by Mark Bern, CPA CFA
Many readers will know that I tend to focus on dividend-paying companies rather than growth stocks, and may wonder why I am wandering outside of my preferred area of interest. There are companies that I look at, as part of my industry and competitor research, that catch my interest. I generally don’t invest in growth or even write about pure growth plays very often, but when the list of interesting companies that fit this category grows beyond three, I feel it’s time to share what I’ve come across.
Some of these entries will not come as surprises but others may be in spaces to which many haven’t given much consideration. Of course, all projections are predicated on the sovereign debt crisis in Europe being contained and not causing a global recession. These companies should thrive in a global economy that continues to grow slowly.
Apple, Inc. (NASDAQ:AAPL) is probably not a surprise to anyone. Over the last five years Apple has grown earnings at an average annual clip of 70 percent. Consensus for 2012 earnings growth is about 12 percent, and I think that number is low. The September quarter results disappointed, and I see this as a great opportunity for investors. My reasoning is that many potential iPhone buyers held off purchases while waiting for the newer version iPhone 4S. iPhone sales were about 17 million units compared to expectations for about 20 million. Earnings per share still increased by about 50 percent over the same period in 2010. How does that justify a price-to-earnings ratio under 15? The iPhone 4S sales set records early-- and I expect most, if not all, of the shortfall from last quarter to boost this quarter’s results.
I also think that the consensus estimate for the entire year is low by about 80 percent. If I’m right, and the December quarter figures result in a positive surprise, the fear that Tom Cook can’t perform will be short lived. Apple closed at $405 on Friday, December 30, 2011. I see this stock easily topping $500 in 2012.
Apache Corporation (NYSE:APA) is an oil and gas exploration and production company with operations in the U.S., Canada, Australia, Argentina, Egypt and the North Sea. Earnings per share for Apache have grown by an average of over 22 percent per year over the last ten years. In my opinion, the price is depressed due to the extremely low natural gas prices. There is also a perception that a weaker global economy in the first quarter of 2012 will result in lower crude prices. About 70 percent of revenues come from oil production, though. However, commodity prices are only half of the formula and are also very likely temporary.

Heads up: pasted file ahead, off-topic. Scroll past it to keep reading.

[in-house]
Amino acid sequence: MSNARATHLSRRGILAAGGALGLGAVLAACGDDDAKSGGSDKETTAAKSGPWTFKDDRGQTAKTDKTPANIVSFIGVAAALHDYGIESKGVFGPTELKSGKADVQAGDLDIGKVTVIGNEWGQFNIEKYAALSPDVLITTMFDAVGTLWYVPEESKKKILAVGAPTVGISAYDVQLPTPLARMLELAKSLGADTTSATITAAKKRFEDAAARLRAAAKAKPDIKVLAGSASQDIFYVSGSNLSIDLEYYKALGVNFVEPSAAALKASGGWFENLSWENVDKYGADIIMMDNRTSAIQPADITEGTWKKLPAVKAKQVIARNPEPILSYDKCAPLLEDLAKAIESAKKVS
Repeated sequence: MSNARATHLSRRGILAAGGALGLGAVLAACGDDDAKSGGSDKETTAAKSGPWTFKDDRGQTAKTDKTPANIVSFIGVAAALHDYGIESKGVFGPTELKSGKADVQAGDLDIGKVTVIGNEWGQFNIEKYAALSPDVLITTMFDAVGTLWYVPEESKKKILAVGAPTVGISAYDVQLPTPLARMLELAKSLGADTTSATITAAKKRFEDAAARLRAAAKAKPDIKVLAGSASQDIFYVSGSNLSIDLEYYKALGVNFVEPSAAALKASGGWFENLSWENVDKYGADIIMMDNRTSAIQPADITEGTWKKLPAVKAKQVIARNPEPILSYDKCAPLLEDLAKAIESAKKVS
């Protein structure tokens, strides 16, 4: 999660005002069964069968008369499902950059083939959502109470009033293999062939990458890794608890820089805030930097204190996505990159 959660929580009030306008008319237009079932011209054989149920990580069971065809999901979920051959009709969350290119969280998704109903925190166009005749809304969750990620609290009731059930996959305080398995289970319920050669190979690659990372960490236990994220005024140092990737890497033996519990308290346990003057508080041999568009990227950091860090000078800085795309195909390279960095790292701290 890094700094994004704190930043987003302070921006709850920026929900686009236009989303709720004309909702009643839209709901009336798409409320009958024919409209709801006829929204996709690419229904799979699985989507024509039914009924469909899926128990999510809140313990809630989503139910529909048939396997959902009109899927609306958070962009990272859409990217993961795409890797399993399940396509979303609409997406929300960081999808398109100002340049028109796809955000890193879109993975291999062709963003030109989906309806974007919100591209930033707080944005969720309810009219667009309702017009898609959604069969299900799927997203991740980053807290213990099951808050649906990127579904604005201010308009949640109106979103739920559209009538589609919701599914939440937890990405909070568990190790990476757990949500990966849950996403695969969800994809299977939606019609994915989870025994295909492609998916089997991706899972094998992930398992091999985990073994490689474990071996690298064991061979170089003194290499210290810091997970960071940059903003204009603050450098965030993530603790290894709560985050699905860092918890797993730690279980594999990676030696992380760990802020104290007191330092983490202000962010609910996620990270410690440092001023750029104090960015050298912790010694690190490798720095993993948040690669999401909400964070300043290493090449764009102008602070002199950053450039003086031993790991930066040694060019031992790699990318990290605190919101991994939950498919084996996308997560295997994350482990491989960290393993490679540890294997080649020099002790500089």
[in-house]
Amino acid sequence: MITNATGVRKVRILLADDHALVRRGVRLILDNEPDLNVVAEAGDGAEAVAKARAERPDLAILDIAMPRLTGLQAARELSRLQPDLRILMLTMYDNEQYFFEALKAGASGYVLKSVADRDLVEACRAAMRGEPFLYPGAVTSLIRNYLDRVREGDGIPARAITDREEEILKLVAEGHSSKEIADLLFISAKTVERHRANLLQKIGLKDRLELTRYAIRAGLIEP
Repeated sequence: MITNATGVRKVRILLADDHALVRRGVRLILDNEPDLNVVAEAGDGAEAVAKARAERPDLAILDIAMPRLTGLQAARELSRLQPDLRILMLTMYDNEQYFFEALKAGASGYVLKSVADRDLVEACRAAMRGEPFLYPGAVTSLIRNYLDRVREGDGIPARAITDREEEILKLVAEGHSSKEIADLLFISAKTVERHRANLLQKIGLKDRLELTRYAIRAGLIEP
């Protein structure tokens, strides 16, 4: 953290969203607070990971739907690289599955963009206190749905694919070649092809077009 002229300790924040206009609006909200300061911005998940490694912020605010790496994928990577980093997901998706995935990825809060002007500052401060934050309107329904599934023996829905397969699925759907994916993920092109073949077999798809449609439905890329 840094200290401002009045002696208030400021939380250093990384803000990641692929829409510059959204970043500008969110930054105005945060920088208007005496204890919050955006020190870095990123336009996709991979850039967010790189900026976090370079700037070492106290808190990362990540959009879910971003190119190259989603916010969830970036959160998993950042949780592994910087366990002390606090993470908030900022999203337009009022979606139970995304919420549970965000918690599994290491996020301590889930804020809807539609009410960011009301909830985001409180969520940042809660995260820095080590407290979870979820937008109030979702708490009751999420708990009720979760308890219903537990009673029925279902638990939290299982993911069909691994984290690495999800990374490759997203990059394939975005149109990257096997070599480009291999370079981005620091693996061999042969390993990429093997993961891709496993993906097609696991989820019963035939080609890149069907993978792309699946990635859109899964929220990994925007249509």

The other factor that affects the bottom line is production volumes. In 2012, the company expects to increase production by more than ten percent. Management is also expecting production growth averaging about nine percent per year through 2015. That is well above the average for the industry, which is struggling to grow by one or two percent per year. I expect crude prices to rebound when driving season hits again in 2012. Combined with the healthy production growth, Apache could provide some hefty upside surprises!
Cummins Inc. (NYSE:CMI) designs and manufactures diesel engines for the truck, auto, bus and industrial markets. Foreign sales account for 64 percent of the total with operations in 160 countries around the world. The company has averaged about 30 percent growth in earnings per share over the last five years. That will probably drop to around 20 percent over the next five years on average per year.
The trailing twelve month price-to-earnings ratio is just 10.3 and the price is down off its 52-week high by about 28 percent. Even if earnings “only” grow by 12 percent in 2012, if you add the dividend of 1.8 percent, I would expect the P/E ratio to be closer to the historic levels of 14. The company is likely going to earn close to $10 per share in 2012. The current price is $88.02-- you can do the math.
EZCORP, Inc. (NASDAQ:EZPW) is a chain of pawn shops that makes loans to individuals on personal property. I don’t expect the rate at which the economy is recovering to improve much in 2012, and thus, I expect this industry to continue to thrive. EZ has seen average annual cash flow growth of 30 percent and earning per share growth of 41 percent over the last five years. Yet the P/E ratio is under 11. In 2012, I expect investors to be pleasantly surprised by the continued strong growth and for the stock’s price to set a new high over $40. The current price is $26.37.
Halliburton Co. (NYSE:HAL) is one of the world’s largest energy industry services providers with operations in approximately 80 countries. Earnings growth has averaged 17 percent over the past five years and I expect that rate to increase over the next five years, with a 2012 increase closer to 20 percent. The P/E is currently about 12.5 and should rise by mid-2012-- in my opinion, to at least 15. The shale leases in North America are mostly 'use it or lose it' leases, so the companies that have paid for the drilling rights must drill within the next few years to get any return on investment. That is creating substantial demand for on-land drilling services. Also, the re-opening of Gulf of Mexico drilling will also be a boon for HAL. The dividend is skimpy at only one percent, but this is a growth play and the growth potential is substantial. I expect the stock to reach as high as $55 or $60 over the 12-18 months. The current price is $34.51.
Disclosure: I have no positions in any stocks mentioned, and no plans to initiate any positions within the next 72 hours.